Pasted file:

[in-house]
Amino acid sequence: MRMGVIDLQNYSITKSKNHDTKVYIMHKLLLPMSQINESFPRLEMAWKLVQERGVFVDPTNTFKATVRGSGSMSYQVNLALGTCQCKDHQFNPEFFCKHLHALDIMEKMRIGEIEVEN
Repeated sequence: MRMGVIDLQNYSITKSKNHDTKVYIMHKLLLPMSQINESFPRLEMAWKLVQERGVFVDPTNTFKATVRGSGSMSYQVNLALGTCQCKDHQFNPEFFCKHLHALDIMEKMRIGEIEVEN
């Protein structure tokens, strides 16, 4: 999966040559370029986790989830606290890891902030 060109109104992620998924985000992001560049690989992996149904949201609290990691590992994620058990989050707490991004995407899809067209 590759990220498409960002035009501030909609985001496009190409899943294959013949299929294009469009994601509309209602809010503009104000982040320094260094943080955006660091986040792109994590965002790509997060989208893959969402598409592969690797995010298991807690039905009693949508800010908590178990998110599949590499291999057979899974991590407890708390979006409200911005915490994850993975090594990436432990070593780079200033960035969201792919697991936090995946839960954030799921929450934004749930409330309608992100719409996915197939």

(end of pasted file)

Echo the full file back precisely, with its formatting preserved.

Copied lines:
[in-house]
Amino acid sequence: MRMGVIDLQNYSITKSKNHDTKVYIMHKLLLPMSQINESFPRLEMAWKLVQERGVFVDPTNTFKATVRGSGSMSYQVNLALGTCQCKDHQFNPEFFCKHLHALDIMEKMRIGEIEVEN
Repeated sequence: MRMGVIDLQNYSITKSKNHDTKVYIMHKLLLPMSQINESFPRLEMAWKLVQERGVFVDPTNTFKATVRGSGSMSYQVNLALGTCQCKDHQFNPEFFCKHLHALDIMEKMRIGEIEVEN
């Protein structure tokens, strides 16, 4: 999966040559370029986790989830606290890891902030 060109109104992620998924985000992001560049690989992996149904949201609290990691590992994620058990989050707490991004995407899809067209 590759990220498409960002035009501030909609985001496009190409899943294959013949299929294009469009994601509309209602809010503009104000982040320094260094943080955006660091986040792109994590965002790509997060989208893959969402598409592969690797995010298991807690039905009693949508800010908590178990998110599949590499291999057979899974991590407890708390979006409200911005915490994850993975090594990436432990070593780079200033960035969201792919697991936090995946839960954030799921929450934004749930409330309608992100719409996915197939």